Vice President of Analysis Peter Zeihan examines the differing roles of European and U.S. banking systems and the geopolitical dynamics that produced them.
Editor’s Note:Transcripts are generated using speech-recognition technology. Therefore, STRATFOR cannot guarantee their complete accuracy.
Rivers are the foundation of any financial system. The ability to move goods from areas of high supply to high demand and making profit on the difference is all what economic activity and trade is about, but you have to have a bank. You have to have somebody to manage the money and ease the process, and each river system is going to have one major banking center. Take a look at a map of Europe and you'll notice that there's one major banking sector in each of the rivers: the Seine has Paris, the Thames has London, the Vistula has Krakow and so on. Now in Europe, economic life and national identity go hand-in-hand, because each of these river systems is home to a different nationality. As such, political leaders particularly in Europe see banks not just as another economic institution or pillar of the economy, but as a core piece of the state support and nation-building process. And it's expected that banks will take national interests and state needs into account when making decisions. Hardwired into the system is state-to-state competition, nation-to-nation competition, and the banks are no exception. So what capital those rivers generate, funneled through the banks, is expected to play a role in whatever it is the state feels it needs to do, whether that's to generate full employment, advance in nuclear technology, build a world-class infrastructure or so on. It's believed that the money that's in the bank should stay home and serve national purposes. It shouldn't go out, and outside money shouldn't come in. This is one of the reasons why European leaders are often quoted as saying foreign money in the form of stock markets and hedge funds are locusts or vultures. On average, over two-thirds of the capital that is used by private enterprise to fund their activities is raised in the form of bank loans, with stock markets and bond markets making up the balance. In this, as in so many other things, the United States is an outlier. The United States doesn't have a navigable river — it has a navigable river network. The greater Mississippi basin has more miles of connected waterways than all the European rivers combined. The U.S. also has the advantage of the Intracoastal Waterway, a series of barrier islands the parallel the Gulf and East coasts, which links the entire East Coast and the entire Midwest into the same maritime network. Now this has a number of implications for how the United States functions. Because everyone is part of the same financial zone, you didn't have the development of different nationalities. The United States doesn't have the Spanish and the Dutch and the Romanians; it just has the Americans. And because of the sheer size of the territory in question — we're talking about Eastern half of the continent — you don't have just one financial center. You have Chicago, you have New York, you have St. Louis, you have Norfolk and a number of other cities. There isn't just one American city that everything is based around like you have with Paris or London. Between the disconnected nature of the financial sector and the fact that there's just capital everywhere because the network is so big, Americans don't have the same proprietary view of their banking sector that the European nationalities do. Consequently, American banks only make up about one-third of funding, with the rest being stocks and bonds, as opposed to the two-thirds of Europe. Americans also see the financial sector as just another branch of the American economy, neither more important or less, or better or worse than any other subsector, which brings us to the bailouts that are going on in Europe right now. When the Americans have an economic sector that fails, it's typically allowed to go down. But if there is a bailout, it's the government that does the bailout using taxpayer money. There's no leaning upon the banks to rescue another sector. But look at what's going on Europe right now: all the various European governments have been leaning upon their banks to provide funding not even for a bailout in their own countries, but for a bailout of the Greek government. Already there have been public announcements in excess of €20 billion ($28.6 billion) of funds that have been raised from the various European banks. The use of the banks in this way to achieve national goals, as opposed to private, profit-driven goals, has a big impact on the health of European banks. The credit rating agency Moody's estimates that the bond market treats American banks as if they're actually two ranks below where they are in the official ranking system, largely an aftereffect of the sub-prime mortgage crisis of a couple years ago. In Europe, Moody's estimates that the gap is five.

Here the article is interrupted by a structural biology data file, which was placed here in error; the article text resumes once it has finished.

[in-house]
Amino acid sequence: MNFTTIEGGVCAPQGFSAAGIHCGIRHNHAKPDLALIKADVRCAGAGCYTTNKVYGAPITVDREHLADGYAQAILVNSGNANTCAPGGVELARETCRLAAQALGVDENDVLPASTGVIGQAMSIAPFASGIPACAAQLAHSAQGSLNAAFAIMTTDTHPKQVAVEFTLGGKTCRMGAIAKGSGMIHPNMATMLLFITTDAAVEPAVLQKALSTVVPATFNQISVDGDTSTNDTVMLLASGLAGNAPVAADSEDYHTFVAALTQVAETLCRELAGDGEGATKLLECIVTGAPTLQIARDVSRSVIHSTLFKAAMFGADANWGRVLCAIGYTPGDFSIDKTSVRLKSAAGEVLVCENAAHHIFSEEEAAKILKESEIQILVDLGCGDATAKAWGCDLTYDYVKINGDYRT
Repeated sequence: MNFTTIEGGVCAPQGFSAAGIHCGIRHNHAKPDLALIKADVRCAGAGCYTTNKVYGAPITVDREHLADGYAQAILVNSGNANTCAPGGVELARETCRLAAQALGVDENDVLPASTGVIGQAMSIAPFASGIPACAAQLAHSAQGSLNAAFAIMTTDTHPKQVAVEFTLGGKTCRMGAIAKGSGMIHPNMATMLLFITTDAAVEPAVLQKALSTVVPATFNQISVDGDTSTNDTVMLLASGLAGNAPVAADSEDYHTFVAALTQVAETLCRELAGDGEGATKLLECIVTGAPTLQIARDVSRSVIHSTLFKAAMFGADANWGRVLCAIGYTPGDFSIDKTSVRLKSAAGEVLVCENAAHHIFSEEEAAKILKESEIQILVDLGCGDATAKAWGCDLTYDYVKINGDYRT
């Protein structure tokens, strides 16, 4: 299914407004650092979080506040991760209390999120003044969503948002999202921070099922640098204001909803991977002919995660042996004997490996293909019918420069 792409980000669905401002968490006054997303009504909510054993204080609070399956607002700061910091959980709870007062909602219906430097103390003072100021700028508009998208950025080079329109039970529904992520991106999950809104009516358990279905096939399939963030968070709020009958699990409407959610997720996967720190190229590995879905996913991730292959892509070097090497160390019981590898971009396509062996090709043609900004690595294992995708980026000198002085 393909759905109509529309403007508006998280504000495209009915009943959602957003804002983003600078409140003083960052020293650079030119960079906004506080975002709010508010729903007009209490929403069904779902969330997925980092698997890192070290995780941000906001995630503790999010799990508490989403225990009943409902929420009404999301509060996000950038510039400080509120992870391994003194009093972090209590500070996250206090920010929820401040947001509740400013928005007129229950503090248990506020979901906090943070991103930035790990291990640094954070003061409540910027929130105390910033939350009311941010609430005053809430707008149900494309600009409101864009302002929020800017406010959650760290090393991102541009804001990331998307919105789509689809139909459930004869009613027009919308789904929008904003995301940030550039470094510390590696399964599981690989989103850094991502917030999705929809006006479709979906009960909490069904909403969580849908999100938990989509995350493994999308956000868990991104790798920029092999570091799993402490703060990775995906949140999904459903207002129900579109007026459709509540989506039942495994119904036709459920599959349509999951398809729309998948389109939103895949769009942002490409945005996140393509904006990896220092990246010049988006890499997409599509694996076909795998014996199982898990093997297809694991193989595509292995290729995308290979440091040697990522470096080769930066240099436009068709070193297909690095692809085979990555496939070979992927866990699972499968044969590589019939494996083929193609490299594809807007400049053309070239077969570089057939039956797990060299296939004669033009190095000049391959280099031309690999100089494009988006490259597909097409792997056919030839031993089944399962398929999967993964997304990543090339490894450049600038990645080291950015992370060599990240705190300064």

Get unlimited access with a Stratfor Worldview Subscription.